Twelve Years a Prisoner

I am at a coffee house waiting for Joj. Joj is supposed to bring me details of a job we are supposed to be ripping in 25k each in the first week and then something close to that in another week next month. I don’t know what it is. I can’t guess. Joj is that guy who will come with any idea and it will work. If you want your water fixed he will do it. If you want your company audited he will come. If you want an abortion Joj will be there with a knife and stethoscope. If you want to fix your in-law he will do it at a lower cost. My Somali neighbour still thanks me because when her seven-year-old was disturbing her, it was smart Joj who threatened he would eat his ears and the boy has never been naughty again.

He called me this morning immediately I arrived at Patel’s and said to meet him here. If the deal is good, and if it does well, Patel will have to look for another African because me no goin back no mo-or voteva ze reezin. Okay. I may only go back there because of that girl who remains at the garage when the old Indian goes for a rotti.

When you ascend the trail of Ronald Ngala and the Nairobi flow eventually pours you to Tom Mboya, there is Interfina House on your left just before you start business with the street. On the ground floor of that block is a cafe that people like us can meet once in a while and have a coffee without worrying about bills (will check the name for you). The guys next to my table are talking about a school burning. As I pay attention to their talk, I realise one of them has a sister who torched a school dormitory last week and things are not rosy. The girl is still in. But the other thing is that the brother is so worked up by the situation he swears to do something bad to the smaller citizen.


His sister, apparently, colluded with other girls and razed down the dormitory because the school had denied them chance to watch tv. Hehe. T and V like sherrioushly? But times have changed. Times are hard.

In my time, T and V was nowhere on our minds. There were only three things and you had to know them right from the onset: books, teachers, and more books. You asking the school to give you time to watch, how did you even begin? Whom would you face?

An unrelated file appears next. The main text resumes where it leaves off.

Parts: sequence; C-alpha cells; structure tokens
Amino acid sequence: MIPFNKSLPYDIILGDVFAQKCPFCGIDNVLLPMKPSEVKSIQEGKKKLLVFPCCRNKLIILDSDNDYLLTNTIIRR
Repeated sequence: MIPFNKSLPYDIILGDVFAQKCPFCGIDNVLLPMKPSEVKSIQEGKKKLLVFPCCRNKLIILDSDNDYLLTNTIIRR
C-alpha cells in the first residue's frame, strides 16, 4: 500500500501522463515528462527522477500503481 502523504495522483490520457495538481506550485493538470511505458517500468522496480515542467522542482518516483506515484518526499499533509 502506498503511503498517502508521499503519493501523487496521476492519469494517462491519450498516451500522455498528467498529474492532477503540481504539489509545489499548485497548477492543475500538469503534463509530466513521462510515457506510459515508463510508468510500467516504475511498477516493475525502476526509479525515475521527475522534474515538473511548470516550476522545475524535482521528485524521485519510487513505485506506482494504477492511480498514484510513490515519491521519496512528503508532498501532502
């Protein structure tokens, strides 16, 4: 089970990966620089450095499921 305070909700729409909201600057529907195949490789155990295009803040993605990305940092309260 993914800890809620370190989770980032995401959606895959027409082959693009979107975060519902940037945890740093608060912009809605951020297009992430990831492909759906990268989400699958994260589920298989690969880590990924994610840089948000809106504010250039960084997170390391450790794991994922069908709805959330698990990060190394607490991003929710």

There was this man whose face never revealed emotion. He had the posture of a giant. A bulky man. Like Man Man. When he spoke he rumbled. When he commanded he ordered. He would stand at the corner where the path from the dormitories joined the upper block next to the laboratory, and everyone would scamper to whatever hole he was expected to scamper to. He was strict as strict. His magic would follow you even in the middle of the night when you hid under the blankets. When you opened your boxes to lick the sugar you never wanted the older boys to notice. How do I even describe this man? That man was called Crispus Muganda, the Principal of St Peter’s Mumias Boys High School.

We called him Freshian. Or simply Fresha.

Fresha, we learnt, was different from his predecessor. Older boys told us in hushed voices how they had coordinated a strike during Zebu’s era. To date I have never figured out how a senior provincial school principal would accept to be called the name of a cow; but that was it – boys had had many riots during Zebu’s era. They told us how they had climbed the trees naked to avoid being spotted by marauding policemen who had been poured in that night, and whose wrath only everyone knew so well. They sometimes told us how they used to slaughter a teacher’s hen or goat whenever lights went off, and how they would roast the bird in the latrines near the water reservoir on the nether side of the school. The big picture they painted of Zebu was a big docile man who was terrorised at will.

Not Muganda.

Not Crispus Muganda.

For Muganda was Crispus. And Crispus was Fresha. Fresha’s command on the compound was felt everywhere you went and you had to first check if a mosquito belonged to the teachers before you smashed it off your face. If you gained appetite for any madness, you would have to satisfy it from elsewhere and elsewhen.

“My boys,” he would rumble. “I can assure you….”